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Just before 1pm, the Prince entered the red zone, travelling up Gloucester St and stopping first at Cathedral Square.
Urban Search and Rescue (USAR) engineer Des Bull and Reverend Peter Beck were among those to meet Prince William at the ruined site of the Christ Church Cathedral.
The Prince then travelled down badly damaged Colombo and Manchester Streets before arriving at Latimer Square.
Outside the square, which has been acting as the base for USAR teams, Mr Bull told Prince William about the damage to the Hotel Grand Chancellor, which remains on a lean in the central business district.
"It's just the scale of it, it is unbelievable," the Prince said outside Latimer Square.
"It really does bring it home to see it leaning like that. When you see buildings like that...that's very, very sad."
Inside Latimer Square, he was greeted by dozens of USAR workers.
"You guys have been doing a sterling job. You really have. You have done fantastically well," the Prince said.
He said it had been an "horrendous time for disasters in the last six months".
"There was a lot of us who were in the military were gnashing our teeth to get over here," he said.
USAR area commander Steve Barclay was among those who spoke to the prince.
"It's a great morale boaster to have him here. It's not purely symbolic. We had Russell Crowe here the other day and we had John Key and having the Prince come all this way to acknowledge our problems is a real morale boaster, and we really appreciate it."
When USAR teams got Prince William to pose for a picture, they put a cap on his head and he joked, "it smells a bit dodge".
Prince William also spoke to Shane O'Brien, another USAR officer whose house in Bexley was badly hit by the quake.
His shy twins Lilah and Verity, 7, also met the future king.
"Who are these two lovely girls and are you looking after dad?" Prince William asked the pair, telling Mr O'Brien Lilah and Verity were proud of their father.
"It gives us all a boast. While New Zealand is a tiny little place in the middle of nowhere, it's nice to know the world knows where we are and who we are," Mr O'Brien said.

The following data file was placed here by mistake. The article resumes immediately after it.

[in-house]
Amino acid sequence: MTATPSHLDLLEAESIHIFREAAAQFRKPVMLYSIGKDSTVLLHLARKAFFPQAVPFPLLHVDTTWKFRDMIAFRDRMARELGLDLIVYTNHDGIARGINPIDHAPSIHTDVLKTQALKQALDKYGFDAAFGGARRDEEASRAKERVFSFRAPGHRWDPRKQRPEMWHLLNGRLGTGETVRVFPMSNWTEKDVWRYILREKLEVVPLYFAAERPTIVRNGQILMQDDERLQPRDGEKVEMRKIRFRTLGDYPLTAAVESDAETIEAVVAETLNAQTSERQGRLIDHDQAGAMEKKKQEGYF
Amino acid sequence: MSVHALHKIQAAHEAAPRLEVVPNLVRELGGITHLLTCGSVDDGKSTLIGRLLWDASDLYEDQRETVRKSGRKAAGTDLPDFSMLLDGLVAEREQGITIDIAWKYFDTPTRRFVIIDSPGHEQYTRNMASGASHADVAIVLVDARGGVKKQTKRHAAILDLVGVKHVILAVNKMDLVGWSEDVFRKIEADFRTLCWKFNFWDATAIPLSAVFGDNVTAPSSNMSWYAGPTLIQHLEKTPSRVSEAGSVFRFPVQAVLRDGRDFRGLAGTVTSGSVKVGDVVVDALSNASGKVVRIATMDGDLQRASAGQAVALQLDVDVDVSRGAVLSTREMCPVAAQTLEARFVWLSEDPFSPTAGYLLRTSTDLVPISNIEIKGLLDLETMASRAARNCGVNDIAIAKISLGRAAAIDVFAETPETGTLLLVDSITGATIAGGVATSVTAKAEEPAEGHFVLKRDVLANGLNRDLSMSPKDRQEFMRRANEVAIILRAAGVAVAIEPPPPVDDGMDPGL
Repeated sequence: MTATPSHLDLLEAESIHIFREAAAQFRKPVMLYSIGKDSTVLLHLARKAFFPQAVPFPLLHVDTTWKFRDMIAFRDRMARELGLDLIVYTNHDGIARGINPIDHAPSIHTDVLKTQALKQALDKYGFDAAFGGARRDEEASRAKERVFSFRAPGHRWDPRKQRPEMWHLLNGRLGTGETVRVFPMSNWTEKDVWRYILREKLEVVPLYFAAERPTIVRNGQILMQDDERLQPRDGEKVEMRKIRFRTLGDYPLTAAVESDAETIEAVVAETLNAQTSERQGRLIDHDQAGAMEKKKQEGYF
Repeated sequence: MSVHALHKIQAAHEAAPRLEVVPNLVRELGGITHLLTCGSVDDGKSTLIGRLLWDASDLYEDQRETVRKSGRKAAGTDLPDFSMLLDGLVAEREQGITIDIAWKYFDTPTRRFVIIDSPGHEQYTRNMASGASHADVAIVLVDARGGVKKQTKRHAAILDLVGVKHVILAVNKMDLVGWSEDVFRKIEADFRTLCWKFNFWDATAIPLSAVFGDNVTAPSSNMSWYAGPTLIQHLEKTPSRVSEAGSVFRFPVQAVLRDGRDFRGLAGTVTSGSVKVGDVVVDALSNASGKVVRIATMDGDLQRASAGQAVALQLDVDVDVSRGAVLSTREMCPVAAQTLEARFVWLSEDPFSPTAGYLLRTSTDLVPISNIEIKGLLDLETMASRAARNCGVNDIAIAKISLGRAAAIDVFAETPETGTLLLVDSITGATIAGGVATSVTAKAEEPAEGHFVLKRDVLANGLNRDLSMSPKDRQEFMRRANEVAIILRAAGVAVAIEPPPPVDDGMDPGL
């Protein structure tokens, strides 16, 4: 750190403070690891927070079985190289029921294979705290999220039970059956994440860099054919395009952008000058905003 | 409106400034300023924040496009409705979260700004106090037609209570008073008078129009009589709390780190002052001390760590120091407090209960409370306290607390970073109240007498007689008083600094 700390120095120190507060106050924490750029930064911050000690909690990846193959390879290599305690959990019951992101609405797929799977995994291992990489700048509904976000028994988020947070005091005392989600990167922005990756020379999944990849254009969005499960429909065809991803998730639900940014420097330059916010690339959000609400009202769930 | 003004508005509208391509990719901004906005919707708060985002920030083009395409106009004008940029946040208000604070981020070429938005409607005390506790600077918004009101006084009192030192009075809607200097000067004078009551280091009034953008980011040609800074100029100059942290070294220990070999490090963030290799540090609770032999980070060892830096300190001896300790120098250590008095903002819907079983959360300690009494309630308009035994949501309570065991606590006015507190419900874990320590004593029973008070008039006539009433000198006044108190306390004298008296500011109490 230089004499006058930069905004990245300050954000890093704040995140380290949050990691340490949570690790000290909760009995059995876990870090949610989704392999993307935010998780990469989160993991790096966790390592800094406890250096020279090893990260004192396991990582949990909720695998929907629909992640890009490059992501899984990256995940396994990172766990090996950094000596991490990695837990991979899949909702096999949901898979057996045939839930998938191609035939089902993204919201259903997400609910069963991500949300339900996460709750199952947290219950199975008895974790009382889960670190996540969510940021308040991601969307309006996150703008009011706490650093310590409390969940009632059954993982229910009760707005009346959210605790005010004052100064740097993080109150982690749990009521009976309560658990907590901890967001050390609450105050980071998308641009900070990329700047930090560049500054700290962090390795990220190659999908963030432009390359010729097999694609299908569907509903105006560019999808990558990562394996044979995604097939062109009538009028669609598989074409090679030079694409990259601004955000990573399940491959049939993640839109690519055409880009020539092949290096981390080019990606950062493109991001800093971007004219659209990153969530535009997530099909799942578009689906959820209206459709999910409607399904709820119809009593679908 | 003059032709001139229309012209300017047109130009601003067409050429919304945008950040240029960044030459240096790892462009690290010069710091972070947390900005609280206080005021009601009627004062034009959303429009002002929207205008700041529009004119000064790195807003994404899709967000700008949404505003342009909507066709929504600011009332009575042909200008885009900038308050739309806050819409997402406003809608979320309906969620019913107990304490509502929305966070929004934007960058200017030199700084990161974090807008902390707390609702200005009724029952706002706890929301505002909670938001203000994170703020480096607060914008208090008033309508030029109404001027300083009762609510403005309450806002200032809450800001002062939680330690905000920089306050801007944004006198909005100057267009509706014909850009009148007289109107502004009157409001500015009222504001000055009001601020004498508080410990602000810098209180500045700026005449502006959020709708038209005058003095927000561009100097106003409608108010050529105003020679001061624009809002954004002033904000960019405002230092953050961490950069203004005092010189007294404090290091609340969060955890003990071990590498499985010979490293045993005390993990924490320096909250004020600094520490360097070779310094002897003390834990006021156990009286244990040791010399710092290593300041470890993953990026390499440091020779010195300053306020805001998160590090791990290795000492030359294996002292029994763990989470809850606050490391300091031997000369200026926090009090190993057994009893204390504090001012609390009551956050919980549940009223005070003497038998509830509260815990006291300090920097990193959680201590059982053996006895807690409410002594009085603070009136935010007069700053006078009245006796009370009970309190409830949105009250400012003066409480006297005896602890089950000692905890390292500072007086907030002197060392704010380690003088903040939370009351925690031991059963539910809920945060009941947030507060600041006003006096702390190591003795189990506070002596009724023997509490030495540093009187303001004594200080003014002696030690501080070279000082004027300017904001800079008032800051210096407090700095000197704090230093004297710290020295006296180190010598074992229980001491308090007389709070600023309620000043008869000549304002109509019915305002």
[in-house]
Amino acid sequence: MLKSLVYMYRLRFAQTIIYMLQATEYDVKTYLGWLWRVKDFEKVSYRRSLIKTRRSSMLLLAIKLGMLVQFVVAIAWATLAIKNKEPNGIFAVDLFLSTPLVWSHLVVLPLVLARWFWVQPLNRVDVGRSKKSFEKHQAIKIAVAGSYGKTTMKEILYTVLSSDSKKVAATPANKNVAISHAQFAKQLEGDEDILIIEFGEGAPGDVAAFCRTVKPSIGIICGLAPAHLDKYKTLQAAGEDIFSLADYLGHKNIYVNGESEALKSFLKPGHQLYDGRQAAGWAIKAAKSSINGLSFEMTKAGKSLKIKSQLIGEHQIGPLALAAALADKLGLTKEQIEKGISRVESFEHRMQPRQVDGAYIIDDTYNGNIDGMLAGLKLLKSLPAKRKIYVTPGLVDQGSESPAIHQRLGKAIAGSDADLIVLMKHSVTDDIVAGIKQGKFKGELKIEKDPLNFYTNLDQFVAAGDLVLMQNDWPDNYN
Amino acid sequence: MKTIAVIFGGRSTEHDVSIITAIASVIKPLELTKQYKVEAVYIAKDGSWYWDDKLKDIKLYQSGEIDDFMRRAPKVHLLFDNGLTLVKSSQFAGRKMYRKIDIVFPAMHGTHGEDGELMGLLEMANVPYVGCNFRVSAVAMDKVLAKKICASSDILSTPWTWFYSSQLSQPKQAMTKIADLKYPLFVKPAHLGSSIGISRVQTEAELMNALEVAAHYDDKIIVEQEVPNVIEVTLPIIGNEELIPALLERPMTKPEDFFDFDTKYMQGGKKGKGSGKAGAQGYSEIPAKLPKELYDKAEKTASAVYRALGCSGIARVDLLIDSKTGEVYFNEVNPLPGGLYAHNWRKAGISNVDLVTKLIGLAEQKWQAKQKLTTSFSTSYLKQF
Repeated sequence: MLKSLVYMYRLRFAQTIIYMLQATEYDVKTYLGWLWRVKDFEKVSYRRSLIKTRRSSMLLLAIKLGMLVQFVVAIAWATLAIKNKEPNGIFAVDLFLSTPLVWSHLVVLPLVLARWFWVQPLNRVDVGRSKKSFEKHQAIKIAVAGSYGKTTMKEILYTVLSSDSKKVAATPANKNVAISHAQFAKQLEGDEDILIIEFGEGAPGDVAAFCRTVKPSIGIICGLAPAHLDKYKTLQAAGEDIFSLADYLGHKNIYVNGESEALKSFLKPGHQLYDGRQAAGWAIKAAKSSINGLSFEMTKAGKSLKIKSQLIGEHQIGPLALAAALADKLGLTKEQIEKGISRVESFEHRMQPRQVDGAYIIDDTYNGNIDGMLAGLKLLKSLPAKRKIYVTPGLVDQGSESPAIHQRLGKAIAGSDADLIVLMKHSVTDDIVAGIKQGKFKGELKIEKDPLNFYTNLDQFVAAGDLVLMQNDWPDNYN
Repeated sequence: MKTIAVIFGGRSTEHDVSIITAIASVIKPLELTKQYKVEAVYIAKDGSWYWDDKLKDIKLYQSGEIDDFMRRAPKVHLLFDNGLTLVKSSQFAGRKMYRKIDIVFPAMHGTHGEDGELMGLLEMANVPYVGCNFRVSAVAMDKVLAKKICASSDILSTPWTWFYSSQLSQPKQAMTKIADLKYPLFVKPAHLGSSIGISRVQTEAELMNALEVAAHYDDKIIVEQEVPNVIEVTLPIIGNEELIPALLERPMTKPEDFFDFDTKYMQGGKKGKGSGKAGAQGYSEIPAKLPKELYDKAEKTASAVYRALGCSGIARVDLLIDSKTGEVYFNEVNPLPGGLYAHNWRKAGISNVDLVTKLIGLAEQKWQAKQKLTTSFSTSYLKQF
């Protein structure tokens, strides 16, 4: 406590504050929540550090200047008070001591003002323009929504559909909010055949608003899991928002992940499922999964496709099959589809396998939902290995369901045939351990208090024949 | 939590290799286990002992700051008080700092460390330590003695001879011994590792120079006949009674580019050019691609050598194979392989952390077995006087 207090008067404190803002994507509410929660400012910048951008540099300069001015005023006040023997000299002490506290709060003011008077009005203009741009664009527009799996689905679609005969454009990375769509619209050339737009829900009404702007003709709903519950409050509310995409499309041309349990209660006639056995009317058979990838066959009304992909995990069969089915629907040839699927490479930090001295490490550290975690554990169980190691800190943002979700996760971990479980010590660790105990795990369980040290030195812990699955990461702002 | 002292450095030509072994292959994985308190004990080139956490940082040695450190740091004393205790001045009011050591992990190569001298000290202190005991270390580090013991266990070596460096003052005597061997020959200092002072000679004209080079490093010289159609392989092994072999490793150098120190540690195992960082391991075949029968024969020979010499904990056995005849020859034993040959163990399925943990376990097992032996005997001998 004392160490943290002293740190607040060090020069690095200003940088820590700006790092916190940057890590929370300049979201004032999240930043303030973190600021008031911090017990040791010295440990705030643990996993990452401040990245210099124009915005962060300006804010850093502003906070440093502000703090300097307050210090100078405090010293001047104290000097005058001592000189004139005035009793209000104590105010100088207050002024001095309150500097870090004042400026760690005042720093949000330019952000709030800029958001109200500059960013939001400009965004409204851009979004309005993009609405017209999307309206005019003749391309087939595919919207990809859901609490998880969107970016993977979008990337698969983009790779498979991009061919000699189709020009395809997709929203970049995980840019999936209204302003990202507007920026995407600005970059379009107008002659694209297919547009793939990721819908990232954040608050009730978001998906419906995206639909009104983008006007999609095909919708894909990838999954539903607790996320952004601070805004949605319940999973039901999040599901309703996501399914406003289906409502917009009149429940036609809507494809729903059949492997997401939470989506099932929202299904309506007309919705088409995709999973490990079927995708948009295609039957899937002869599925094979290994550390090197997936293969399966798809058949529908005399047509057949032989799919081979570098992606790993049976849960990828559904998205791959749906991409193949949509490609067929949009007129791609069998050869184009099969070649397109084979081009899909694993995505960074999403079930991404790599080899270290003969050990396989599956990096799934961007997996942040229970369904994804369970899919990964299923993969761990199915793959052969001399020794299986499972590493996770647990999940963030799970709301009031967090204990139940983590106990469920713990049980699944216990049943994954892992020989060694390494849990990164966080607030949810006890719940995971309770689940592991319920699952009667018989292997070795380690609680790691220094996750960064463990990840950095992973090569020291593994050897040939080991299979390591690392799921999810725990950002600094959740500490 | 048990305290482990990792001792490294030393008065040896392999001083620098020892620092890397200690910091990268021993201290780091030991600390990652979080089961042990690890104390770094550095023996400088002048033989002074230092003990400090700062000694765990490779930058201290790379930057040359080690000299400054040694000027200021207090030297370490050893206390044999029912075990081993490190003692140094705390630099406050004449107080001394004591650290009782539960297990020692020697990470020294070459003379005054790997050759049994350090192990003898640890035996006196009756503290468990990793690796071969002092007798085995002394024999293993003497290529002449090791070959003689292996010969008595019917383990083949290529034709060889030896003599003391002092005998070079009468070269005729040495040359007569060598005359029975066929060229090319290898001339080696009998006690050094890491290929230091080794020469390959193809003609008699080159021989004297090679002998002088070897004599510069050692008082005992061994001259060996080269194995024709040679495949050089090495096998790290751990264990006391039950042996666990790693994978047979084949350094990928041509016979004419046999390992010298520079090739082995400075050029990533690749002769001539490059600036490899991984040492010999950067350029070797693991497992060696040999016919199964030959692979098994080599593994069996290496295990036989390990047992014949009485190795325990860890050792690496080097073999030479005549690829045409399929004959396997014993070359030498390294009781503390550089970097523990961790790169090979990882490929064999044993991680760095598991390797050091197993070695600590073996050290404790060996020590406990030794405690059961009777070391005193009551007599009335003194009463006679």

Prince William also spoke to TV One camera man James Marshall, whose Gloucester St building was badly hit.
Marshall told the Prince he grabbed his camera before immediately going to work on the day of the quake.
"Sure you did. You journalists are all the same. You'll all film first," the Prince joked.
The Prince also told Marshall the damage has "really been brought home to me".
He spoke to Fairfax reporter Keith Lynch about damage to the historic home of The Press newspaper in Cathedral Square, and passed on his condolences to the family of killed employee Adrienne Isobel Lindsay.
At his final stop, the Christchurch Fire Station, Prince William was introduced to firefighters.
He spoke at length to Paul Rodwell and Terry Gyde, who pulled Japanese quake victim Norika Masutani from the ruins of the CTV building.
"He was interested in how the building looked and the conditions when we got there," Mr Rodwell said.
He told the Prince how they tried to free the young woman, who asked doctors not to cut her leg off.
During his time at the station, a fire alarm went off forcing one crew to speed off to an emergency.
But the Prince continued talking to other firefighters.
And after the greetings, Prince William signed a hat "City Station, Good Luck! William", joking "don't tell anyone".
Christ Church Cathedral Dean, Reverend Peter Beck said the Prince asked about the future of the city.
"Overall he was looking throughout the square, seeing the devastation there and acknowledging the devastation.
"He seems like me to a wonderfully genuine nice guy who was seriously amazed by what he was seen.
"It's great that he could be here and be part of this today and it acknowledges the significant of what's happened here."